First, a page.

Yet the media houses haven’t given in entirely and still continue online transmissions during the ban. A week later KTN News and NTV resumed broadcasting albeit without official explanation followed by Citizen TV, the last to do so. Other stations still remain off the air. However, the damage on Kenya’s reputable freedom of information and independence of media has already been done.

It goes without saying that the unprecedented vicious state censorship will reopen the door for self-censorship. It will also have an adverse impact on how the media should cover future political issues and events perceived to be unfavorable to the regime. Isn’t it paradoxical to the criminalize media coverage of an event that was allowed by the same government? It certainly is. Apparently, the media is an honest victim of the government’s dirty cat-and-mouse political game with the opposition.

Controversy and opposition clampdown

Raila Odinga took his crusade against the Jubilee government to a whole new level when he was inaugurated as “people’s president”. As a result, Kenyans, who are divided along tribal and political lines, must therefore now grapple with the fact of having “two presidents”: the incumbent Uhuru Kenyatta and the de facto Raila Odinga.

For fanatical opposition supporters, Odinga’s mock inauguration is no symbolic move but something that supposedly bears political significance. In contrast, Jubilee Party supporters downplay it as a mere political absurdity. Or to put it sarcastically, they equate it with a political fantasy movie produced and played in wonderland by the intransigent Odinga, who they say seeks to grab state power by any means.

Within the Jubilee government circle, however, Odinga’s nerve-wrecking political game has caused much anxiety. Going against earlier warnings to thwart the swearing-in event, the police was withdrawn from the venue at the last minute. In a well-orchestrated move, the Ministry of Interior then declared the inauguration as treasonous act. Besides, the National Resistance Movement was also outlawed as an “organized criminal group,” essentially putting an end to its political or legal existence. If the ban is heeded, the punishment for political activity in the outlawed group will amount to a jail term of up to 10 years. How the matter will be played out in court will attract wider attention if lawyers challenge the ban.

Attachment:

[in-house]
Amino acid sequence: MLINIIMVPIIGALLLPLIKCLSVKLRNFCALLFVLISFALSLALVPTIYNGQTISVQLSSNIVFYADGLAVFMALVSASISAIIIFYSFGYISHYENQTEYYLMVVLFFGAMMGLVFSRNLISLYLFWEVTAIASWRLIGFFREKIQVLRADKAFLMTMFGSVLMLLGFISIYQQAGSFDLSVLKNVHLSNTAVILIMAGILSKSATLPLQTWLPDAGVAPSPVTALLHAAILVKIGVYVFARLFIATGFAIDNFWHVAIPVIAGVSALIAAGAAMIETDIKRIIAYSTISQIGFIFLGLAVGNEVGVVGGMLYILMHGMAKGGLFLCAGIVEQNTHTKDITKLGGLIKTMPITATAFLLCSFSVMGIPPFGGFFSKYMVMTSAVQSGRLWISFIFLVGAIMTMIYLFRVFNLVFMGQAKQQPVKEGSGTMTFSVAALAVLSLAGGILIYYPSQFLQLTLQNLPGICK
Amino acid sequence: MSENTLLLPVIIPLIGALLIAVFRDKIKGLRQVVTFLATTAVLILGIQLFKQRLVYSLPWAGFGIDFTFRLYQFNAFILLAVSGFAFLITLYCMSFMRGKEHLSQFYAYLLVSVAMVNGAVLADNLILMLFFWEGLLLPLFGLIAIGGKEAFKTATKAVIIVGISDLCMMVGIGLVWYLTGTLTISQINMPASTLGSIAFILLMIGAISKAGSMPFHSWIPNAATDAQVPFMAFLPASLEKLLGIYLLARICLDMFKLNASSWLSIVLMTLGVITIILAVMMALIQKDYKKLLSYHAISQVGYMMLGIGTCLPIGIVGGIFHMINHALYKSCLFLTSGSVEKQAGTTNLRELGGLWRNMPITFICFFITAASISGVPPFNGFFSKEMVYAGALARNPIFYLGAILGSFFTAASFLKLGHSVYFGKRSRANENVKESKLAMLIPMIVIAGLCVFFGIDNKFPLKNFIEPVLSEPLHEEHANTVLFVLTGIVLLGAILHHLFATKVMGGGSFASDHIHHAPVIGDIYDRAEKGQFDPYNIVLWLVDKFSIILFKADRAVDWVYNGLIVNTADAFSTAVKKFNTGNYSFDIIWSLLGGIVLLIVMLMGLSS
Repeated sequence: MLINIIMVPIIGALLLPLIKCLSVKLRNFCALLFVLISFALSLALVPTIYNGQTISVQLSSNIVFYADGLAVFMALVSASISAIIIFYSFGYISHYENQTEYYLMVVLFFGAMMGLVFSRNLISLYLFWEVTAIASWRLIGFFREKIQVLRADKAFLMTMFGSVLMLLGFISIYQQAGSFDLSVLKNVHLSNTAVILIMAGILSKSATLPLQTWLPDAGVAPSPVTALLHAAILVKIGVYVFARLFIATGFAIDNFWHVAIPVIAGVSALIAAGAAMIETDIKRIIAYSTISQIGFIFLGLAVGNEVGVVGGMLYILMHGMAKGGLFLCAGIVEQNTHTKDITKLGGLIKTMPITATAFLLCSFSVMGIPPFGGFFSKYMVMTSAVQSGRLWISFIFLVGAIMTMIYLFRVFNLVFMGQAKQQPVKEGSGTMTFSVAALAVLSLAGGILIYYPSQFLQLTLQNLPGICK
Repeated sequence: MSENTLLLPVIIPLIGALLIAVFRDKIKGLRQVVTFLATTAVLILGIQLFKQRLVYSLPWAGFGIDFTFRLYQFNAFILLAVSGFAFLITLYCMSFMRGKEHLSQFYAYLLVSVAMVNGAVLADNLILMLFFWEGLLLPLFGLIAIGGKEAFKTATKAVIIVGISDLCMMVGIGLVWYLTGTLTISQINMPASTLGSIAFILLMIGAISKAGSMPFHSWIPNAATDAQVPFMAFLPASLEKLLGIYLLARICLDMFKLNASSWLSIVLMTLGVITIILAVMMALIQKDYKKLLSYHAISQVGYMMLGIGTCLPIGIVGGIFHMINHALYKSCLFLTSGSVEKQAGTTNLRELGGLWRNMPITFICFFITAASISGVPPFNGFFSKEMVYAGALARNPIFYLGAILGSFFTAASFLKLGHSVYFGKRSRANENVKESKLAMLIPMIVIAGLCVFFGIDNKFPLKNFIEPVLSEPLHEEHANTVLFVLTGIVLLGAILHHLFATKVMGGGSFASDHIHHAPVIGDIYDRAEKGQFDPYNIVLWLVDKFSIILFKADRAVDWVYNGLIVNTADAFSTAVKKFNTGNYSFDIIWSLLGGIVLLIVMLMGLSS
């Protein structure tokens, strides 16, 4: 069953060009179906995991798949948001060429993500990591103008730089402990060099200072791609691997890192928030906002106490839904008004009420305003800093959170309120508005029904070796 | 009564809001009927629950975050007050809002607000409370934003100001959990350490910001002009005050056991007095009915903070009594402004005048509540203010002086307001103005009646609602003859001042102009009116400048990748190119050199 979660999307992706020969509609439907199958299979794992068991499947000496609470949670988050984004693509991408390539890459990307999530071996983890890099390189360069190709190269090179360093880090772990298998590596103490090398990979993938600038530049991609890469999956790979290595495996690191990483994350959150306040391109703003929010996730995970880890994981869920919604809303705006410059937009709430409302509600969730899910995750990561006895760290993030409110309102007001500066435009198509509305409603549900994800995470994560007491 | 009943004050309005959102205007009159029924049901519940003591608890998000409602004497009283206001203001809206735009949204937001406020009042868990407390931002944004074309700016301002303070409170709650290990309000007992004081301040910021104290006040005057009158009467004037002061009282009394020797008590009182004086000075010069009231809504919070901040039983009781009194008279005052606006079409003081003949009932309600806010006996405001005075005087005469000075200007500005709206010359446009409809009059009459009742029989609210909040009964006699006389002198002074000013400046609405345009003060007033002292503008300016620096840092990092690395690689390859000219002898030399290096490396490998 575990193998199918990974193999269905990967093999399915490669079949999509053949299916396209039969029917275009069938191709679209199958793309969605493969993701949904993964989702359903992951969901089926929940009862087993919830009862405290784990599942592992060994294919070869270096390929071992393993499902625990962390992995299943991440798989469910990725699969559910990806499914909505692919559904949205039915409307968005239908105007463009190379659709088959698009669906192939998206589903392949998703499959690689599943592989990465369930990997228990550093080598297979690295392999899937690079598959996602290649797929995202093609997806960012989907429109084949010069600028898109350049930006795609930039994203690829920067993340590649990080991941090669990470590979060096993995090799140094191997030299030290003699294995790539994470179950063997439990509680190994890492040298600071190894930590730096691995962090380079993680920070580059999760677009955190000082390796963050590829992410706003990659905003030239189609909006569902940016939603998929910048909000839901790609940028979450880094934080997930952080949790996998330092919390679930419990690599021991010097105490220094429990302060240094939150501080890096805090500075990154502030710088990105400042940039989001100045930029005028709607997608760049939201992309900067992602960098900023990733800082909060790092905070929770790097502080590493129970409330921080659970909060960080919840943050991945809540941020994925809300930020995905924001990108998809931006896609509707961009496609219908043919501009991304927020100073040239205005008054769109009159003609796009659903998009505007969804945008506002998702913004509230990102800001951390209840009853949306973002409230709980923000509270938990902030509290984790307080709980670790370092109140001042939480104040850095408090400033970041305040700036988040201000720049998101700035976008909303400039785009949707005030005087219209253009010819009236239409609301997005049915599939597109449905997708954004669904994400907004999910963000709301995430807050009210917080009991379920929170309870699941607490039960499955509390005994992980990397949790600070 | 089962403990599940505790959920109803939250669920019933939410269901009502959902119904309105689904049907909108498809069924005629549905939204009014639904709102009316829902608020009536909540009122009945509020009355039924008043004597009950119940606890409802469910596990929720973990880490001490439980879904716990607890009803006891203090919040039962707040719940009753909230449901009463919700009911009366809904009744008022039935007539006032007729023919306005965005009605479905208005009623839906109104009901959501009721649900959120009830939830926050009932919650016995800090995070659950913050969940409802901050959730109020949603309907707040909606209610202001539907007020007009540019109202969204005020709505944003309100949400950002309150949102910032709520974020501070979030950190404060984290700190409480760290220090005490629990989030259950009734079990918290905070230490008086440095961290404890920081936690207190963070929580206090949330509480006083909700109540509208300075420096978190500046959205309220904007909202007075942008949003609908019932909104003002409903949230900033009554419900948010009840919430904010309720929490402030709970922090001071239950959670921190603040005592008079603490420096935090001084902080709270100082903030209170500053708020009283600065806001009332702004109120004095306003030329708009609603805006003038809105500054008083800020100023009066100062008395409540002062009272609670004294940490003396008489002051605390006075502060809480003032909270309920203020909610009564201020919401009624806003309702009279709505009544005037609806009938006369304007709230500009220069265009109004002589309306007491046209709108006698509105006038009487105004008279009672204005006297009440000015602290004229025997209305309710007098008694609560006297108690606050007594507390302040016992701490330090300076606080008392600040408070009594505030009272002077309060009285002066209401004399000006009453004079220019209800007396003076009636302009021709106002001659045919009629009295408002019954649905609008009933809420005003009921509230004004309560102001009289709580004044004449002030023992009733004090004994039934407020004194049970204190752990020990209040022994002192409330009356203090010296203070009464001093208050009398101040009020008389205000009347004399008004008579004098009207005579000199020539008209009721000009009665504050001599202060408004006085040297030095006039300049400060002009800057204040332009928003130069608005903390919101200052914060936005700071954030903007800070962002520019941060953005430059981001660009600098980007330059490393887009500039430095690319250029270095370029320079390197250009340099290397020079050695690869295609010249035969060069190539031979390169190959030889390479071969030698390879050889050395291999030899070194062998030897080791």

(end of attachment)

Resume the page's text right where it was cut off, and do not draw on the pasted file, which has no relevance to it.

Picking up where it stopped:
Opposition politicians have been detained and later released on bail in connection with the swearing-in ceremony. A prominent pro-Odinga opposition lawyer was also deported to Canada accused of facilitating Odinga’s inauguration while holding a foreign citizenship. To the regime’s dismay however a court ruled in his favor. A growing fear of a massive witch-hunt against opposition politicians and members is looming. Moves such as this effectively close the door for dialogue. So far, no attempt has been made to arrest Raila Odinga, who is widely seen as untouchable, or his main co-principals. Seemingly, most Kenyans share the view that arresting Odinga will put the country on the brink of unprecedented bloodshed.

A few days after inauguration, Odinga called for new elections in the coming August, further complicating the crisis.

With their contrasting personalities and visions, the two arch-rivals Uhuru Kenyatta and Raila Odinga have literally held Kenya hostage. Divisive rhetoric and political polarization along tribal lines is widening. But calls by the US, EU and AU for President Kenyatta, who is in his second and last term in office, to initiate dialogue with the opposition chief have fallen on a deaf ear.

In a recent editorial, the country’s leading newspaper Daily Nation penned a candid warning: “Tension is building up and it is just but a matter of time before it explodes.” Kenya is certainly entering into a dangerous political trajectory.

It is therefore high time that leadership prudence be taken as an indispensable key to work out ingenious ways to change the untenable status quo for the better. Odinga or not, the fight for the long overdue electoral justice, the alienation along perceived or real tribal linesand allegations of police impunity can’t simply fade away from the political landscape. Human Rights Watch says Kenya’s human rights record since 2013 is in a “slippery slope.” The Kenyan National Commission on Human Rights confirmed the death of at least 92 people under the hands of the police in the August and October 2017 elections alone.

Against this backdrop many observers today ask: Qua vadis Kenya? Are the recent frustrating developments small hiccups for Kenya’s democracy? Or do they mark the country’s Orwellian turn, as The New York Times recently put it? But an Orwellian turn is an overstatement, because Kenya is undeniably still a beacon of democracy in the volatile Horn of Africa region no matter the clouds of uncertainties. Tribal and political divisions aside, the majority of Kenyans also share the optimism that the hard-won flame of democracy can’t be easily extinguished.